There are still far too few organisations equipping them with the knowledge and skills to support people’s health effectively. Just over two-fifths (43%, down from 51% in last year’s survey) train line managers to support staff with mental ill health. Therefore, it’s not surprising less than four in ten (38%) HR professionals agree that managers are confident to have sensitive discussions and signpost people to expert sources of help if needed; even fewer (31%) agree managers have the skills and confidence to spot the early warning signs of mental ill health. 

Managing people, and their health and wellbeing, is a big job – and an important one. Line managers are under considerable pressure in the current climate, and they will also be experiencing many of the same concerns as those they manage. The continuing impact of COVID-19 means they will be managing a potentially complex mix of personal situations in their teams. 

Managers need to treat people as individuals and take into account their personal, as well as work-related, issues. This means having the competence to nurture trust-based relationships with those they manage, so individuals feel they can talk about any work or wellbeing issues. To perform this role effectively, managers need the behaviours, education and capability they will only gain from receiving the right training, support and expert guidance.

Keeping wellbeing on the boardroom agenda

The findings show a step change in the proportion of senior leaders that have employee wellbeing on their agenda (75% up from 61% last year). It’s very encouraging that senior leaders are taking more serious notice of wellbeing issues because they have the influence to transform the culture as well as practice in organisations. 

Good leadership and people management practices form the foundations of building a healthy workplace, and all organisations need to focus on these areas to make a sustainable difference to people’s wellbeing.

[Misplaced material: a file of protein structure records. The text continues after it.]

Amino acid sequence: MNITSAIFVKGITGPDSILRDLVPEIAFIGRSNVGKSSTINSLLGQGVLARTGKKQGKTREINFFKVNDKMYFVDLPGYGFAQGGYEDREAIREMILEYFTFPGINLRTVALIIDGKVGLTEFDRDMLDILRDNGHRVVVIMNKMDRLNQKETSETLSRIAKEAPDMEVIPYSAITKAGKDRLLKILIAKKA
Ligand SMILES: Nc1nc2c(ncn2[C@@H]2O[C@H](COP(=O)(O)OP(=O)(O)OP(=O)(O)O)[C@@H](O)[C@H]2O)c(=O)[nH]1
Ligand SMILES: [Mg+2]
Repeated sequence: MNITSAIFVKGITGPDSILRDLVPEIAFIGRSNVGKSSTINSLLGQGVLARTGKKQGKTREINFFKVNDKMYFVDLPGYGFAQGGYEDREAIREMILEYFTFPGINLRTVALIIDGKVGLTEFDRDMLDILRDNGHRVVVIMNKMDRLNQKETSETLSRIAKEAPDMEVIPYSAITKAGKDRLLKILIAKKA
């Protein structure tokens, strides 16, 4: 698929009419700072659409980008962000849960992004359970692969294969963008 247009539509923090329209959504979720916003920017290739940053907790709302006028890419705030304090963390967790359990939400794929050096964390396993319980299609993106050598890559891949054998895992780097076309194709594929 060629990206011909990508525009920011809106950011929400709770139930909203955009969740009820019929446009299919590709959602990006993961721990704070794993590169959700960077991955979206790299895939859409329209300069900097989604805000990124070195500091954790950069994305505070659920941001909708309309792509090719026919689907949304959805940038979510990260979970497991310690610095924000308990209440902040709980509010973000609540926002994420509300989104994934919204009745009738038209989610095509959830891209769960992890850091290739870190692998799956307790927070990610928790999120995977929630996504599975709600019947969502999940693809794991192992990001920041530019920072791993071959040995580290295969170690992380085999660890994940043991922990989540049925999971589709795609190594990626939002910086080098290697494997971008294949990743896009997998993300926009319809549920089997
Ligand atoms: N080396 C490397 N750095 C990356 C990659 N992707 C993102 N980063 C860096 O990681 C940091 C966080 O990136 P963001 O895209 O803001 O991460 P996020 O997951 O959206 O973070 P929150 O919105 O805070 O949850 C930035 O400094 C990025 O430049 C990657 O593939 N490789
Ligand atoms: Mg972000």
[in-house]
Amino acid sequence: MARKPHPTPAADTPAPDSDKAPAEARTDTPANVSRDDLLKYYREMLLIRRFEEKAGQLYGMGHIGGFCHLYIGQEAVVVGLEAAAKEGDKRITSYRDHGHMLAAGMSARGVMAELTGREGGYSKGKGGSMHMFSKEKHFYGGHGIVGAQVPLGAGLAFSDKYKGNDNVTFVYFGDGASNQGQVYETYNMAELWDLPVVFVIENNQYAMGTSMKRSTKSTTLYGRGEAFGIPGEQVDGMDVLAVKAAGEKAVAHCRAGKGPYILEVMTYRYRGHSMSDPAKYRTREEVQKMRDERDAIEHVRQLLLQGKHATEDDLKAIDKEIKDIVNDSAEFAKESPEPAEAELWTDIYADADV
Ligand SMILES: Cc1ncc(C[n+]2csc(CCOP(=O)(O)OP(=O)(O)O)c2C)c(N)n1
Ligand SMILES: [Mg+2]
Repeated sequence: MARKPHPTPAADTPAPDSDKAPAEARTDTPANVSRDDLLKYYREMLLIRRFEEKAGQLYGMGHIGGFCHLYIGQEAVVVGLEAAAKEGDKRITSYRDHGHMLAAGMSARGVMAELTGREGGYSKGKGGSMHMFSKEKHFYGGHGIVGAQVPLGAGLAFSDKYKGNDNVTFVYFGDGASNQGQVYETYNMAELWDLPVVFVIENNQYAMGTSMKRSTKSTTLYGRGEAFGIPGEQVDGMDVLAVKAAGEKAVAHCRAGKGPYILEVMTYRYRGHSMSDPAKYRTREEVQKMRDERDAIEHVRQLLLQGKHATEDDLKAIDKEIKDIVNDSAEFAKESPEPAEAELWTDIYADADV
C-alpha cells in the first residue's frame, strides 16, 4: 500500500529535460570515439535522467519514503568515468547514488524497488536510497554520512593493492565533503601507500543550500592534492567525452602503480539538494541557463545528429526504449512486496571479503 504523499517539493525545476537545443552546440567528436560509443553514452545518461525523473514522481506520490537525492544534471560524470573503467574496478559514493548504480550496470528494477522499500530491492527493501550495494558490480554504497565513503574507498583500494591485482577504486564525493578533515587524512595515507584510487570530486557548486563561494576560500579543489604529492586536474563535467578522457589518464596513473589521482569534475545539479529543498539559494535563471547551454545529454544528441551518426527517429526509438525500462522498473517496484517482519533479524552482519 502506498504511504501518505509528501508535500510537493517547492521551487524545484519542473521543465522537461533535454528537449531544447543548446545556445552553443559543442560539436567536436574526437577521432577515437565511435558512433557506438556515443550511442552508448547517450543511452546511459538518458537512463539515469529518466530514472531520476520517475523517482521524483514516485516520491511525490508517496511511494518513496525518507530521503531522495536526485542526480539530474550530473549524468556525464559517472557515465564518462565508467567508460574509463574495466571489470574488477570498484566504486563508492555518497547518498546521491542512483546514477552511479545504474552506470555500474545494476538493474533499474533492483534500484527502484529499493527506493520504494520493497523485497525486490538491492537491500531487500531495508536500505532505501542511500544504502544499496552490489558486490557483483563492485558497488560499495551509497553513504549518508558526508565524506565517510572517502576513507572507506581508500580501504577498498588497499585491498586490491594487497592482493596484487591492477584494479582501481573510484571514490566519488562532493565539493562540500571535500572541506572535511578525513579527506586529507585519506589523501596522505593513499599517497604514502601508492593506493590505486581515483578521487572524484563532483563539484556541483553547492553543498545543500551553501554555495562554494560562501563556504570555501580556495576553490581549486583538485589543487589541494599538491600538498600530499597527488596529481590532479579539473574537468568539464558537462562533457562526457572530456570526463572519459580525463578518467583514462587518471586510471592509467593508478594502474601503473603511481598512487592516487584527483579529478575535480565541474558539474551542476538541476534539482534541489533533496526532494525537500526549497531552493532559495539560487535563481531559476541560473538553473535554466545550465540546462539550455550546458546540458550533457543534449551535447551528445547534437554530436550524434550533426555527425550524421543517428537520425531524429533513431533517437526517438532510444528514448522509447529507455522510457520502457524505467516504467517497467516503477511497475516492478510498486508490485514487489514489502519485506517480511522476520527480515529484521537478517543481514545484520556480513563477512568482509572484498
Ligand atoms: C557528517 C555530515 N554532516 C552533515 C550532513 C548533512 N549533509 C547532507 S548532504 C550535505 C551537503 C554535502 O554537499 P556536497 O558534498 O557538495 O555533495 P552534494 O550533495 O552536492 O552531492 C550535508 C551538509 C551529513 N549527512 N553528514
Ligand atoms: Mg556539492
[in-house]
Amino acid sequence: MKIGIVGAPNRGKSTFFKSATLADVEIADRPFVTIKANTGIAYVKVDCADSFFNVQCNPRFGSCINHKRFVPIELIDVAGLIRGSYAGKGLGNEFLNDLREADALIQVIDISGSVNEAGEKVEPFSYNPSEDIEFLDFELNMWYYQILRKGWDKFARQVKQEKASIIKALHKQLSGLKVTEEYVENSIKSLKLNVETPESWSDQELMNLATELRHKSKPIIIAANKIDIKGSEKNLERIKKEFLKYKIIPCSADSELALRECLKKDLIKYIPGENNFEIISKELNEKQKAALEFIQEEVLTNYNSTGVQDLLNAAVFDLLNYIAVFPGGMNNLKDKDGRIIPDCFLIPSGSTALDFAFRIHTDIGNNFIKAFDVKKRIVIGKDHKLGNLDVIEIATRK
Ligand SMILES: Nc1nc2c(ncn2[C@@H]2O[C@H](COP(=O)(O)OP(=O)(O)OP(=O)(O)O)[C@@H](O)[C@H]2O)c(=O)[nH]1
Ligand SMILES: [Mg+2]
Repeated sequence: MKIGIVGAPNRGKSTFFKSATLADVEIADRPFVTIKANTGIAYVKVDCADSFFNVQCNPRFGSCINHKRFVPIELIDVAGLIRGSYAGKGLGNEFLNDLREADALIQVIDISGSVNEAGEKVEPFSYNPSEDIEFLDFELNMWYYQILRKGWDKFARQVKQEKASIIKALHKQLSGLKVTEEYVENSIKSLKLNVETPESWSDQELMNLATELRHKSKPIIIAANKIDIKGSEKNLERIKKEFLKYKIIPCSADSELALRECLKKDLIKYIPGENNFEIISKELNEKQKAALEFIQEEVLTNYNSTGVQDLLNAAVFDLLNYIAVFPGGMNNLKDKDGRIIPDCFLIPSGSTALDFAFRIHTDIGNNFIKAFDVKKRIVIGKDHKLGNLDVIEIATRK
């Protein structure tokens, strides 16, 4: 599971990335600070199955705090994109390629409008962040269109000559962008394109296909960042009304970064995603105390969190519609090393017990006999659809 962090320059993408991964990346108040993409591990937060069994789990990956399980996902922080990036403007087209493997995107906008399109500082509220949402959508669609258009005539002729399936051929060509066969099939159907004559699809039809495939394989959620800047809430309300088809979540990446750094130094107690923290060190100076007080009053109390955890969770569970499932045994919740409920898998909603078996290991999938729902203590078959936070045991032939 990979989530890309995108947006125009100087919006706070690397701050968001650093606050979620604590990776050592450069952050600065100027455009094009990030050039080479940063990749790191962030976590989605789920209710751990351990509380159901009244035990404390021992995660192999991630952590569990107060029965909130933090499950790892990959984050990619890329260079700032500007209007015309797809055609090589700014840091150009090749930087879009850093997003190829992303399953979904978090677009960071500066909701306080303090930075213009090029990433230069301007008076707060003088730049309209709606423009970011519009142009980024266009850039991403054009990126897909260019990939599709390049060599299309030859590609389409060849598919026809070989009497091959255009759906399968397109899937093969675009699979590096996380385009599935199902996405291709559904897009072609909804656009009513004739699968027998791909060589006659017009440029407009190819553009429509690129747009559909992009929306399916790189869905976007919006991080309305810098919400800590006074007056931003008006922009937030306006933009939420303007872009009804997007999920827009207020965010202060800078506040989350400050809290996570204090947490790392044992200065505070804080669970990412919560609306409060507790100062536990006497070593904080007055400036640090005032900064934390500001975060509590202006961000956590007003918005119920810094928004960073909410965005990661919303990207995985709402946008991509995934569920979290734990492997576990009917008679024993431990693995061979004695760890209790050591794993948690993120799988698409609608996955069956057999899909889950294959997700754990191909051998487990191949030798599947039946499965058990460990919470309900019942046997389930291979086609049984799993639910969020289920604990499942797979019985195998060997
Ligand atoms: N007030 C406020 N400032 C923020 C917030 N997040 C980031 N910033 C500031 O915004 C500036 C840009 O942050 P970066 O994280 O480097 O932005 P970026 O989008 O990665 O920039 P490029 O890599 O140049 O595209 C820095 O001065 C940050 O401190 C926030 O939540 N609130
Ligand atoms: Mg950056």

Over the past few years we have reported slow but steady progress by organisations in adopting a holistic approach to employee wellbeing, and it’s good to see this trend continuing. Most make efforts to promote mental health, ‘good work’, collective/social relationships, values/principles and physical health, for example. However, all wellbeing dimensions need concerted focus if organisations are to make a difference in preventing ill health and enhancing wellbeing, besides supporting people when they become unwell. 

A key priority for HR professionals and leaders going forward, as we hopefully move from a situation of pandemic to ‘endemic’, is that people’s health and wellbeing continues to receive heightened attention in the boardroom when the threat from COVID-19 no longer presents an urgent business continuity issue. 

About the author

Rachel Suff, Senior Policy Adviser, Employee Relations

Rachel Suff joined the CIPD as a policy adviser in 2014 to increase the CIPD’s public policy profile and engage with politicians, civil servants, policy-makers and commentators to champion better work and working lives. An important part of her role is to ensure that the views of the profession inform CIPD policy thinking on issues such as health and wellbeing, employee engagement and employment relations. As well as conducting research on UK employment issues, she helps guide the CIPD’s thinking in relation to European developments affecting the world of work. Rachel’s prior roles include working as a researcher for XpertHR and as a senior policy adviser at Acas.